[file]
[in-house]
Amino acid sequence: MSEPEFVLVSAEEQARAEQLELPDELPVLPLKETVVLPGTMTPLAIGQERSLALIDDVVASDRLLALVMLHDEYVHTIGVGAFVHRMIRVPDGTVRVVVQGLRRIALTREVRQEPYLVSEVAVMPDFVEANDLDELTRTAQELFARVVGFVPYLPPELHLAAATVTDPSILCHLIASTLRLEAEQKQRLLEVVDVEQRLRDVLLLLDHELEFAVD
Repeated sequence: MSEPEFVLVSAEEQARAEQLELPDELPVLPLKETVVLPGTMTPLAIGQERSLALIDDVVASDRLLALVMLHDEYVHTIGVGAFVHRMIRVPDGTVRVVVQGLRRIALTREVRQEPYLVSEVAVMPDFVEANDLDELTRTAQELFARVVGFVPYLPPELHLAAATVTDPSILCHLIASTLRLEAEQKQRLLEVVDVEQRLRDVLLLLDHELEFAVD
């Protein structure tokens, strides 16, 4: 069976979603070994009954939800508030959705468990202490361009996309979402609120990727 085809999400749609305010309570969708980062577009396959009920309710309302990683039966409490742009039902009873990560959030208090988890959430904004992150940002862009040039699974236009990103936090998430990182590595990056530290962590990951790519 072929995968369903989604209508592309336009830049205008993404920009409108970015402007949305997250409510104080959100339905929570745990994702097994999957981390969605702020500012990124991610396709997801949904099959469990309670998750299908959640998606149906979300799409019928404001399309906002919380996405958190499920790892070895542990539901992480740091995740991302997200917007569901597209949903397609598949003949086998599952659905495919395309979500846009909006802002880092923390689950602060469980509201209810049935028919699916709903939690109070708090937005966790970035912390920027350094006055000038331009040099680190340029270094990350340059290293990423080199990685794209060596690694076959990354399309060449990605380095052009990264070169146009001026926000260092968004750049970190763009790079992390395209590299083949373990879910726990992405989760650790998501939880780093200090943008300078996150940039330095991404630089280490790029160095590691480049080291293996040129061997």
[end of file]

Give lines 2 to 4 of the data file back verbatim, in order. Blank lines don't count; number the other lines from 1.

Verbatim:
Amino acid sequence: MSEPEFVLVSAEEQARAEQLELPDELPVLPLKETVVLPGTMTPLAIGQERSLALIDDVVASDRLLALVMLHDEYVHTIGVGAFVHRMIRVPDGTVRVVVQGLRRIALTREVRQEPYLVSEVAVMPDFVEANDLDELTRTAQELFARVVGFVPYLPPELHLAAATVTDPSILCHLIASTLRLEAEQKQRLLEVVDVEQRLRDVLLLLDHELEFAVD
Repeated sequence: MSEPEFVLVSAEEQARAEQLELPDELPVLPLKETVVLPGTMTPLAIGQERSLALIDDVVASDRLLALVMLHDEYVHTIGVGAFVHRMIRVPDGTVRVVVQGLRRIALTREVRQEPYLVSEVAVMPDFVEANDLDELTRTAQELFARVVGFVPYLPPELHLAAATVTDPSILCHLIASTLRLEAEQKQRLLEVVDVEQRLRDVLLLLDHELEFAVD
């Protein structure tokens, strides 16, 4: 069976979603070994009954939800508030959705468990202490361009996309979402609120990727 085809999400749609305010309570969708980062577009396959009920309710309302990683039966409490742009039902009873990560959030208090988890959430904004992150940002862009040039699974236009990103936090998430990182590595990056530290962590990951790519 072929995968369903989604209508592309336009830049205008993404920009409108970015402007949305997250409510104080959100339905929570745990994702097994999957981390969605702020500012990124991610396709997801949904099959469990309670998750299908959640998606149906979300799409019928404001399309906002919380996405958190499920790892070895542990539901992480740091995740991302997200917007569901597209949903397609598949003949086998599952659905495919395309979500846009909006802002880092923390689950602060469980509201209810049935028919699916709903939690109070708090937005966790970035912390920027350094006055000038331009040099680190340029270094990350340059290293990423080199990685794209060596690694076959990354399309060449990605380095052009990264070169146009001026926000260092968004750049970190763009790079992390395209590299083949373990879910726990992405989760650790998501939880780093200090943008300078996150940039330095991404630089280490790029160095590691480049080291293996040129061997």